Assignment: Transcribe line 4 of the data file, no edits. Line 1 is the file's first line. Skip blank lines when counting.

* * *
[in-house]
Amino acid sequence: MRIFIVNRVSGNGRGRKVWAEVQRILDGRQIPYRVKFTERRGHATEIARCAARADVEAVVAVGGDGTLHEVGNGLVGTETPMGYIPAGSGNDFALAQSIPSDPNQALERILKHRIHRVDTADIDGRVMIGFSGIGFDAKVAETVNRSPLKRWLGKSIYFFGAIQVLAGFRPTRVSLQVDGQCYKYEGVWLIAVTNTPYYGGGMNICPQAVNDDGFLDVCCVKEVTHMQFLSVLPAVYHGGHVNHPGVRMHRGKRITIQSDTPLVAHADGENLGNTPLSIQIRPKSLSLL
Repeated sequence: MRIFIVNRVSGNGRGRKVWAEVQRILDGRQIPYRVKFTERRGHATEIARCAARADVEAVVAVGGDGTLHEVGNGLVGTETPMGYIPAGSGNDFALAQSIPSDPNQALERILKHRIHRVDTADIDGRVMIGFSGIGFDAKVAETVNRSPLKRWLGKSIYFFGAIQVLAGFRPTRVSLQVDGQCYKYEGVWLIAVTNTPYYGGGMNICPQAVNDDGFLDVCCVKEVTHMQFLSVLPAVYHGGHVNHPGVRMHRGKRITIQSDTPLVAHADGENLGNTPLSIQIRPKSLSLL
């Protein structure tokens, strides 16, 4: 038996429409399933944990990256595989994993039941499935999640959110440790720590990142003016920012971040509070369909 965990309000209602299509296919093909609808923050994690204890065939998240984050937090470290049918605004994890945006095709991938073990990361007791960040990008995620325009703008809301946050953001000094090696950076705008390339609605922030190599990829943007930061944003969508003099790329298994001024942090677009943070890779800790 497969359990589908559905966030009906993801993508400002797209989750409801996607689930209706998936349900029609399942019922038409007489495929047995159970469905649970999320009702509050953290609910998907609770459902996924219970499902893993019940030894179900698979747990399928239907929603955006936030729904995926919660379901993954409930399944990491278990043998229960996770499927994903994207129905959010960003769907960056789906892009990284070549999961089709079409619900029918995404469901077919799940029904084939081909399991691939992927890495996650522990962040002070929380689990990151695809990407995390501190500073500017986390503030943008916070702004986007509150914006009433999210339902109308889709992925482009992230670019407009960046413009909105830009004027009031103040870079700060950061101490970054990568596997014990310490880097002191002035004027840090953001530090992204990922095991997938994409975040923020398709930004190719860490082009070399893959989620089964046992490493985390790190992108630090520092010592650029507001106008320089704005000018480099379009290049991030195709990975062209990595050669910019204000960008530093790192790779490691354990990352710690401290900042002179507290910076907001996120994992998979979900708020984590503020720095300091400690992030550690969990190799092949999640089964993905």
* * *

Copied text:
């Protein structure tokens, strides 16, 4: 038996429409399933944990990256595989994993039941499935999640959110440790720590990142003016920012971040509070369909 965990309000209602299509296919093909609808923050994690204890065939998240984050937090470290049918605004994890945006095709991938073990990361007791960040990008995620325009703008809301946050953001000094090696950076705008390339609605922030190599990829943007930061944003969508003099790329298994001024942090677009943070890779800790 497969359990589908559905966030009906993801993508400002797209989750409801996607689930209706998936349900029609399942019922038409007489495929047995159970469905649970999320009702509050953290609910998907609770459902996924219970499902893993019940030894179900698979747990399928239907929603955006936030729904995926919660379901993954409930399944990491278990043998229960996770499927994903994207129905959010960003769907960056789906892009990284070549999961089709079409619900029918995404469901077919799940029904084939081909399991691939992927890495996650522990962040002070929380689990990151695809990407995390501190500073500017986390503030943008916070702004986007509150914006009433999210339902109308889709992925482009992230670019407009960046413009909105830009004027009031103040870079700060950061101490970054990568596997014990310490880097002191002035004027840090953001530090992204990922095991997938994409975040923020398709930004190719860490082009070399893959989620089964046992490493985390790190992108630090520092010592650029507001106008320089704005000018480099379009290049991030195709990975062209990595050669910019204000960008530093790192790779490691354990990352710690401290900042002179507290910076907001996120994992998979979900708020984590503020720095300091400690992030550690969990190799092949999640089964993905």